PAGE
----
A new code of practice is “an important safeguard” for farmers whose land is included in greenway projects, according to the Irish Farmers’ Association (IFA).
The Code of Best Practice for Greenways has been developed by Transport Infrastructure Ireland (TII) and other stakeholders, including the IFA.
It forms part of the government’s Strategy for the Future Development of National and Regional Greenways, which draws on experiences from previous projects around the country.
The new code outlines the procedures involved in the development of a greenway, such as consultation; planning; design and construction.
It details how farmers can engage in the process and sets out how the voluntary land acquisition process will work.
The document also deals with accommodation works and explains how farmers can employ the services of an agronomist or property advisor, when negotiating compensation.
A crucial part of the framework is a new sustainability payment for each farmer impacted by a greenway project; this once-off goodwill payment will be given for early sign-on and co-operation during construction.
The president of the IFA, Tim Cullinan, said this payment will be “on top of the full value of any land acquired for a greenway, as part of a voluntary land acquisition agreement process”.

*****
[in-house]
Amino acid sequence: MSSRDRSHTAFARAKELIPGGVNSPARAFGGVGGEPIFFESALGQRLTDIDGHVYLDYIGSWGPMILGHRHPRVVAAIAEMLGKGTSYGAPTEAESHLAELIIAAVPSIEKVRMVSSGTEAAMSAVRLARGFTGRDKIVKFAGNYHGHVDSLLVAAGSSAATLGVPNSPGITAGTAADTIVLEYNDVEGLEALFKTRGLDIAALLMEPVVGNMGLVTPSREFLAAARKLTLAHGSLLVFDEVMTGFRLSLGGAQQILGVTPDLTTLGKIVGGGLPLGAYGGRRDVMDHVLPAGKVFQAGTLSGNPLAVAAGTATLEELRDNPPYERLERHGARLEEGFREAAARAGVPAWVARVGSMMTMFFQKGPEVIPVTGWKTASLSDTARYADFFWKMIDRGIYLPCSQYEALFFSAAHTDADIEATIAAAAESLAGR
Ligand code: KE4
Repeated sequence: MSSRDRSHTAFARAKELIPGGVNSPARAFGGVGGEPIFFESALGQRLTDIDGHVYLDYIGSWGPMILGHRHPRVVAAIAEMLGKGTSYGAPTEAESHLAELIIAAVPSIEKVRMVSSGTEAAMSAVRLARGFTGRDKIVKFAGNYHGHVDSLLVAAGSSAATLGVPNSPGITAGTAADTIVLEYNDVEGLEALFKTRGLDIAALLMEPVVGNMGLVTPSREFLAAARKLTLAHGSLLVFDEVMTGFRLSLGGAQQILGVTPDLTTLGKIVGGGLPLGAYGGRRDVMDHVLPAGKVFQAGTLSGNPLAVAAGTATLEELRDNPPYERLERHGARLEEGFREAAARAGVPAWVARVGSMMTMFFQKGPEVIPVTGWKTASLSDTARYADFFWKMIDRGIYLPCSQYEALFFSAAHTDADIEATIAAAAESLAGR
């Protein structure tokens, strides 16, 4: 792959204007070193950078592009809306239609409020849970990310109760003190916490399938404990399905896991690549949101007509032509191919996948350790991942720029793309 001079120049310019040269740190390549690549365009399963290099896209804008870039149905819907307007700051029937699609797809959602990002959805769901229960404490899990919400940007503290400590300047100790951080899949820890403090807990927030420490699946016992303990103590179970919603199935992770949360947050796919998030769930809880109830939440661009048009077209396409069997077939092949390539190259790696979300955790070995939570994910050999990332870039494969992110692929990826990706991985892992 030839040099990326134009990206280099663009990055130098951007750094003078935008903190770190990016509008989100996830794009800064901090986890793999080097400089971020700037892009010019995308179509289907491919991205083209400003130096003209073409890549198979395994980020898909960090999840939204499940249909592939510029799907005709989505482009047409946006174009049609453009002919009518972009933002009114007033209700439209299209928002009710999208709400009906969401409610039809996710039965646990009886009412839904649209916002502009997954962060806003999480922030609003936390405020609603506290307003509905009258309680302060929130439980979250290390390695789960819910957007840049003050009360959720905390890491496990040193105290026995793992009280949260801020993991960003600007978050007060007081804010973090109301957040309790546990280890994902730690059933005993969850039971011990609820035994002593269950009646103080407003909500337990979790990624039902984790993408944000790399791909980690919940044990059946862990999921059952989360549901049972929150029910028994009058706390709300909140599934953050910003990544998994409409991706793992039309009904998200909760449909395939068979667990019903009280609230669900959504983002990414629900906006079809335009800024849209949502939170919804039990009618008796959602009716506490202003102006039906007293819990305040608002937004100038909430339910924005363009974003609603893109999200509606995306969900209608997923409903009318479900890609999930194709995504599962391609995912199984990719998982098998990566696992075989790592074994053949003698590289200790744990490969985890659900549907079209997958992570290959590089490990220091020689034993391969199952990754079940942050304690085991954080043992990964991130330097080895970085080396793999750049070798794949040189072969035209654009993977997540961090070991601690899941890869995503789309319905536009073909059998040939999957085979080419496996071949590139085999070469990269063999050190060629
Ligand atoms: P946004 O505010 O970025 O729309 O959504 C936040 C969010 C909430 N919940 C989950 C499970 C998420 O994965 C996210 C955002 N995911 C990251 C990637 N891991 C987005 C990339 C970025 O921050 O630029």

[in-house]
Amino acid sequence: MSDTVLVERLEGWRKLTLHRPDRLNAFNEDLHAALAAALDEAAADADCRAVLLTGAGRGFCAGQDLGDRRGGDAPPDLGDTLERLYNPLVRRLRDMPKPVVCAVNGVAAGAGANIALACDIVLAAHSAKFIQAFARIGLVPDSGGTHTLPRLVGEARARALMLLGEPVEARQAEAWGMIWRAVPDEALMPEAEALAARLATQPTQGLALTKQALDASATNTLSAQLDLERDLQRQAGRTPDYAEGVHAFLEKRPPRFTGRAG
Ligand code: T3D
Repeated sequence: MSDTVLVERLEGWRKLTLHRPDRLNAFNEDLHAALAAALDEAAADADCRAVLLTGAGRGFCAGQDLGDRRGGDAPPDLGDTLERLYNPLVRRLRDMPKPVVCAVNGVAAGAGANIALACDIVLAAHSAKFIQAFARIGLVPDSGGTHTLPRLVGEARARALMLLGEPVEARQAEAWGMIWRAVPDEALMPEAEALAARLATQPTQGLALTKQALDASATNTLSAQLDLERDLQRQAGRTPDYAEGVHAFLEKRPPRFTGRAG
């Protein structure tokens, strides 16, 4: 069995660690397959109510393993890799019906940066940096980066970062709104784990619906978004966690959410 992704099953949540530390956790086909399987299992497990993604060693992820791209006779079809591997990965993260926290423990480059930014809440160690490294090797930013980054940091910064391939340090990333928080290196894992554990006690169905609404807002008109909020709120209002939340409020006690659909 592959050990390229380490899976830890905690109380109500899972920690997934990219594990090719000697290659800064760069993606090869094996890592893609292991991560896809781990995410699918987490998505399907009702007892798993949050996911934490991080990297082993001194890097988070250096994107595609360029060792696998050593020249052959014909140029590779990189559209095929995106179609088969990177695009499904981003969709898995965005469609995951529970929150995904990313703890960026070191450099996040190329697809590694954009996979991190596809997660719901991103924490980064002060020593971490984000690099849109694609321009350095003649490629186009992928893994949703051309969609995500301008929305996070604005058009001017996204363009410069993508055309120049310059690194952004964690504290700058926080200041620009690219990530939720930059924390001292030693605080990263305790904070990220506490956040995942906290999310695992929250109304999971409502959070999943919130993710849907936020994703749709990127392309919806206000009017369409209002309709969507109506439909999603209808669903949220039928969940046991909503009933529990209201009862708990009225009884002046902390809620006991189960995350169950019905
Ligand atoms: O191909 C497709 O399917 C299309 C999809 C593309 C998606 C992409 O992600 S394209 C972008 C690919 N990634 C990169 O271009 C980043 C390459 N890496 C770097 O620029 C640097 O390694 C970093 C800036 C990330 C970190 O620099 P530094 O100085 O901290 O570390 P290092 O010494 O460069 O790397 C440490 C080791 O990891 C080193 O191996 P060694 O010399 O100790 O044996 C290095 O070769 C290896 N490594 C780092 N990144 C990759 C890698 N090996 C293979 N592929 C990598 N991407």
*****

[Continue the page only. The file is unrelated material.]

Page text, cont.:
“The farmer’s statutory rights are fully protected if they participate in this voluntary process. They still have full access to mediation and arbitration if there is no agreement on the valuation of the land and compensation for other impacts on their farms,” Cullinan said.
“IFA and farmers understand the importance of greenways to local communities. However, they can impact significantly on farmers whose lands are along the route.
“This code allows for a clear engagement process to minimise the impact and disruption to individual farms,” he added.
The sustainability payment rates for farmers are split into five band lengths based on the metres of land impacted by a greenway.
The total payment available ranges from €6,750 in band 1, where up to 100m is affected, to over €22,500 in band 5, which would see over 550m of a farmer’s land impacted.
IFA national environment chair, Paul O Brien noted that an essential aspect of the new code is the voluntary land acquisition agreement, in order to avoid the use of Compulsory Purchase Order (CPO).
He said although the code, which was approved by IFA national council this week, is developed for greenways, it should be the standard for all projects around the country.
“Project promoters must work closely with farmers and landowners in a proactive manner that is sensitive to their needs and that maximises their support for, and goodwill towards, any proposed greenway,” O’Brien concluded.